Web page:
Does going from concrete to asphalt change the way the car handles?

“We don’t run on an asphalt racetrack that’s banked like that or shaped like that. The mile tracks we go to that are asphalt are Phoenix and Loudon, and they are relatively flat. The concrete just changes the feel a little bit, of course, and changes the way you approach the racetrack, too.”

You have three Cup Series wins and a competitive history at Dover. What is your outlook with your history there?

“I went there when I was 18 to race in the Xfinity Series for my first time. It will scare you the first time you race there. You carry so much speed at that racetrack and, for it to be a mile in length and for it to be concrete – concrete surfaces that we race on, anyway, are a little bit slick. It’s definitely a roller-coaster ride and you need to treat it like it’s fun and not to be scared of the place, I think, because you can get so much out of that place. There are two ways about it – you can probably be really, really good there, or really, really bad there. Some days you’re going to be better than others, obviously, with how you can get your car set up compared to the competition.”

Interstate Batteries Racing
Race 30 of 36 – Drydene 400– Dover

Car No.: 18 – Interstate Batteries Toyota Camry

Teammates: Denny Hamlin – No. 11 Toyota Camry; Martin Truex Jr. – No. 19 Toyota Camry; Erik Jones – No. 20 Toyota Camry.

At-Track PR Contact: Bill Janitz, True Speed Communication (704-875-3388 ext. 803 or Bill.Janitz@TrueSpeedCommunication.com).

Primary Team Members:

Driver: Kyle Busch

Hometown: Las Vegas

Crew Chief: Adam Stevens

Hometown: Portsmouth, Ohio

Car Chief: Nate Bellows

Hometown: Fairfax, Vermont

Race Engineer: Tyler Allen

Hometown: Seattle, Washington

Engine Specialist: Mike Johnson

Hometown: Bozeman, Montana

Spotter: Tony Hirschman

Hometown: Northampton, Pennsylvania

Over-The-Wall Crew Members:

Gas Man: Matt Tyrrell

Hometown: Fort Lauderdale, Florida

Front Tire Changer: Cam Waugh

Hometown: Johnstown, Colorado

Jackman: T.J. Ford

Hometown: Charlotte, North Carolina

Tire Carrier: Joe Crossen

Hometown: Salisbury, North Carolina

Rear Tire Changer: Jeff Cordero

Hometown: Salem, Connecticut

Road Crew Members:

Truck Drivers: Brendan Greene and Jamie Price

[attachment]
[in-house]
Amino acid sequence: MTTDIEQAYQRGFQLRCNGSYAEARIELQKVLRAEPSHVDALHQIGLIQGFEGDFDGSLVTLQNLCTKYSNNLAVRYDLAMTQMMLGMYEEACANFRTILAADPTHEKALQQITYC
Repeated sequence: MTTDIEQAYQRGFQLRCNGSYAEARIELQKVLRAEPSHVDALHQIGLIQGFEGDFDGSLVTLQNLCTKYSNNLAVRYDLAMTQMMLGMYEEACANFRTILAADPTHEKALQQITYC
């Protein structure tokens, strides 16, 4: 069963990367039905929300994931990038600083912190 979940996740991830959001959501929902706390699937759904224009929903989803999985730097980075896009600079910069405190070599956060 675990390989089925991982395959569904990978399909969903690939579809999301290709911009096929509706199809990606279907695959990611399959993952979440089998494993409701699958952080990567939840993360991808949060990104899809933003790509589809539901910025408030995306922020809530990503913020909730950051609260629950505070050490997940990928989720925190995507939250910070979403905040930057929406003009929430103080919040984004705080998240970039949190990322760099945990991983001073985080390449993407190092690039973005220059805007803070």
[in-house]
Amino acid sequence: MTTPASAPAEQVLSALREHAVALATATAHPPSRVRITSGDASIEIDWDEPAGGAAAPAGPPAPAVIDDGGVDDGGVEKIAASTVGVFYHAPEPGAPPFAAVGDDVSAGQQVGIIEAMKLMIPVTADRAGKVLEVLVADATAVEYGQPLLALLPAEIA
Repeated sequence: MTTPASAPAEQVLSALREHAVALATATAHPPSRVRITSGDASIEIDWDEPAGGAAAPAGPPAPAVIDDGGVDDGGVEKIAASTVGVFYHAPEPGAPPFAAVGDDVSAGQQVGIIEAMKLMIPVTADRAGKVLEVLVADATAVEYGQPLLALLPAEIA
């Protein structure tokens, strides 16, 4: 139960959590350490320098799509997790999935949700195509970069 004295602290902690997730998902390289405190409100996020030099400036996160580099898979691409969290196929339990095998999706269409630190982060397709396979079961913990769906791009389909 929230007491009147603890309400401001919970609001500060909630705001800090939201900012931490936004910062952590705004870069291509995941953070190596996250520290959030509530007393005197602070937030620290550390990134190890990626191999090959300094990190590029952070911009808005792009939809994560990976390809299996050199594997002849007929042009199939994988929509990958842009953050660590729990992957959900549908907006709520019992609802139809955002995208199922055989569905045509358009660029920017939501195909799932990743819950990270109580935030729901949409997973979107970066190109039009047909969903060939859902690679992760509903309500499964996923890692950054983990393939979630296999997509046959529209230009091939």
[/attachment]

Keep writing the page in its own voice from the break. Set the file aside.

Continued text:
Hometowns: Midland, North Carolina, and Choteau, Montana, respectively

Tire Specialist: Jon Desrocher

Hometown: Plattsburgh, New York

Mechanic: Wesley Lape

Hometown: Sinking Spring, Pennsylvania

Race Engineer: William Hartman

Hometown: Laingsburg, Michigan

Ride and Handling Engineer: Chris Chase

Hometown: Nichols, New York

Rear End Mechanic: Chris Jones

Hometown: Smith Mountain Lake, Virginia

Interior Mechanic: Todd Foster

Hometown: Birmingham, Alabama

Notes of Interest:

The Drydene 400 will mark Kyle Busch’s 528th career Monster Energy NASCAR Cup Series start and his 30th NASCAR Cup Series start at Dover (Del.) International Speedway.


Busch has career totals of 55 wins, 31 poles, 197 top-five finishes, 291 top-10s and 17,218 laps led in 527 career Cup Series races. His most recent Cup Series win came in June at Pocono (Pa.) Raceway. Busch’s most recent pole, the 30th of his career, came last October at Martinsville (Va.) Speedway.
Busch has three wins, 12 top-five finishes and 18 top-10s and has led a total of 1,210 laps in 29 Cup Series starts at Dover. Busch’s average Dover finish is 14.6.


Moving on to the Round of 12: On his way to winning the regular-season championship, Busch notched 30 playoff points. On top of those 30 points, winning the regular-season championship added a 15-playoff-point bonus for a total of 45. He can carry those over to start each round of the playoffs. He clinched his berth into this year’s Round of 12 by virtue of his runner-up finish two races ago at Richmond (Va.) Raceway. The Round of 12 will kick off Sunday at Dover.


55 Career Cup Series Wins: With his Cup Series win at Pocono this past June, the 55th points-paying win of his career, Busch sits tied for ninth all-time in Cup Series wins with NASCAR Hall of Famer Rusty Wallace. With his 40th Cup Series victory at Bristol in August 2017, Busch became the fourth-youngest driver to reach 40 Cup Series wins at 32 years, 109 days, behind only Richard Petty, Jeff Gordon and Herb Thomas.


All-Time JGR Wins Leader: With his Brickyard 400 win in July 2016, Busch passed Tony Stewart for most all-time Cup Series wins for JGR. Busch now has 51 wins for JGR to Stewart’s 33 following his most recent win at Bristol, along with besting Stewart’s Cup Series career win total.

207: Busch enters the weekend at Dover with 207 wins among NASCAR’s top three divisions – Cup (55), Xfinity (96) and Truck (56) – following his most recent Xfinity Series win at Indianapolis last month.

TIL NEXT TIME, I AM STILL WORKING ON MY REDNECK!

Leave a Reply

Your email address will not be published. Required fields are marked *

This site uses Akismet to reduce spam. Learn how your comment data is processed.